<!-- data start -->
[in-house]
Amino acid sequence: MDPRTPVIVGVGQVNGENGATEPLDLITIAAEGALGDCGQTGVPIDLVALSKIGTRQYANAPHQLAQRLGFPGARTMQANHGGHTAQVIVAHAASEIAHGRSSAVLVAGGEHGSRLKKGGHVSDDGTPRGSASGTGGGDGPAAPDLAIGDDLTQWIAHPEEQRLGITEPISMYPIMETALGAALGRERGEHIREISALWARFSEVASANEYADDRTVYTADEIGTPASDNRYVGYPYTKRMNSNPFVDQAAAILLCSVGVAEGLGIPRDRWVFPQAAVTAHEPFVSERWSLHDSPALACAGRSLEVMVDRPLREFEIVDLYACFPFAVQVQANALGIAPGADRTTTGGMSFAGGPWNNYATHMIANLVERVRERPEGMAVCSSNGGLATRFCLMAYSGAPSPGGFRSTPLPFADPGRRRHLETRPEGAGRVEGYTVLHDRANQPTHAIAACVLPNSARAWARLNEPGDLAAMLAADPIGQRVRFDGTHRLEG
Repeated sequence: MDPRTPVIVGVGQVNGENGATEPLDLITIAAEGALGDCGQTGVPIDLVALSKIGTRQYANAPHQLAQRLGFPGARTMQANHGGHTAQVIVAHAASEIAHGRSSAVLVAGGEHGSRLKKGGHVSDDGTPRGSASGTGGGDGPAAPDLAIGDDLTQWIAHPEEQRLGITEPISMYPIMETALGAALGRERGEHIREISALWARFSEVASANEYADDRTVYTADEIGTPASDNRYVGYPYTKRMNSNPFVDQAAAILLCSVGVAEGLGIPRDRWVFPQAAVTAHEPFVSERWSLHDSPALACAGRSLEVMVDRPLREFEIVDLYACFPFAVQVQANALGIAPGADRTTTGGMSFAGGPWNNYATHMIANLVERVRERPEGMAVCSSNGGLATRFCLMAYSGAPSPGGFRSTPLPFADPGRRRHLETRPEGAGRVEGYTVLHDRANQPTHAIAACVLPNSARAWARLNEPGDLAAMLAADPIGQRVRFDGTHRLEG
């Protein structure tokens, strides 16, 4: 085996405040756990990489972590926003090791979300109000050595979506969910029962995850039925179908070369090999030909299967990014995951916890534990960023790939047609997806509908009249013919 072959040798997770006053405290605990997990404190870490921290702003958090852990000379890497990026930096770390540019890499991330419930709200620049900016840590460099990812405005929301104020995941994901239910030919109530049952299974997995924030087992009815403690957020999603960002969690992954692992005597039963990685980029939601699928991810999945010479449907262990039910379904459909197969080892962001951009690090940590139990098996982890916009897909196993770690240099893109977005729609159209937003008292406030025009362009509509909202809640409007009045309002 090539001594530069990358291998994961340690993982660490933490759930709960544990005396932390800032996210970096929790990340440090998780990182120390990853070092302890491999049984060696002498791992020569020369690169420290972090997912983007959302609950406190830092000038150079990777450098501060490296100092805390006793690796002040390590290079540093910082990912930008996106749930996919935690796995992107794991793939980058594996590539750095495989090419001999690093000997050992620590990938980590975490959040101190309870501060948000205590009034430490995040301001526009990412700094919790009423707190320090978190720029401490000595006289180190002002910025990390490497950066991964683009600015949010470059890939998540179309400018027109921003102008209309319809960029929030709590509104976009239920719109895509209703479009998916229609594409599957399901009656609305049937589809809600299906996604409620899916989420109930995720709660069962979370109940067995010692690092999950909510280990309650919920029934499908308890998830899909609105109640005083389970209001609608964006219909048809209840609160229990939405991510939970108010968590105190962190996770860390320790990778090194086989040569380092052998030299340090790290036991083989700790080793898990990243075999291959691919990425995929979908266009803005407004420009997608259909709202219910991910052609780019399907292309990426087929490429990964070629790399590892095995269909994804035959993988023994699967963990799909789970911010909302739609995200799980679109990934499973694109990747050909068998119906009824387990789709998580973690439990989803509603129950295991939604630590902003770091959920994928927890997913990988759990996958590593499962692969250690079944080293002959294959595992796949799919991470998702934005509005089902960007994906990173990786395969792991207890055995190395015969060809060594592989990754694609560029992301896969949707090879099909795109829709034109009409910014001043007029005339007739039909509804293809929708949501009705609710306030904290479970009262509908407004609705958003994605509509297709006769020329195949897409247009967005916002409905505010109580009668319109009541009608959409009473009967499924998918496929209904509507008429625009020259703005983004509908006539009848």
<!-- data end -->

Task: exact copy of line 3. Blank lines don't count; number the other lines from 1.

Repeated sequence: MDPRTPVIVGVGQVNGENGATEPLDLITIAAEGALGDCGQTGVPIDLVALSKIGTRQYANAPHQLAQRLGFPGARTMQANHGGHTAQVIVAHAASEIAHGRSSAVLVAGGEHGSRLKKGGHVSDDGTPRGSASGTGGGDGPAAPDLAIGDDLTQWIAHPEEQRLGITEPISMYPIMETALGAALGRERGEHIREISALWARFSEVASANEYADDRTVYTADEIGTPASDNRYVGYPYTKRMNSNPFVDQAAAILLCSVGVAEGLGIPRDRWVFPQAAVTAHEPFVSERWSLHDSPALACAGRSLEVMVDRPLREFEIVDLYACFPFAVQVQANALGIAPGADRTTTGGMSFAGGPWNNYATHMIANLVERVRERPEGMAVCSSNGGLATRFCLMAYSGAPSPGGFRSTPLPFADPGRRRHLETRPEGAGRVEGYTVLHDRANQPTHAIAACVLPNSARAWARLNEPGDLAAMLAADPIGQRVRFDGTHRLEG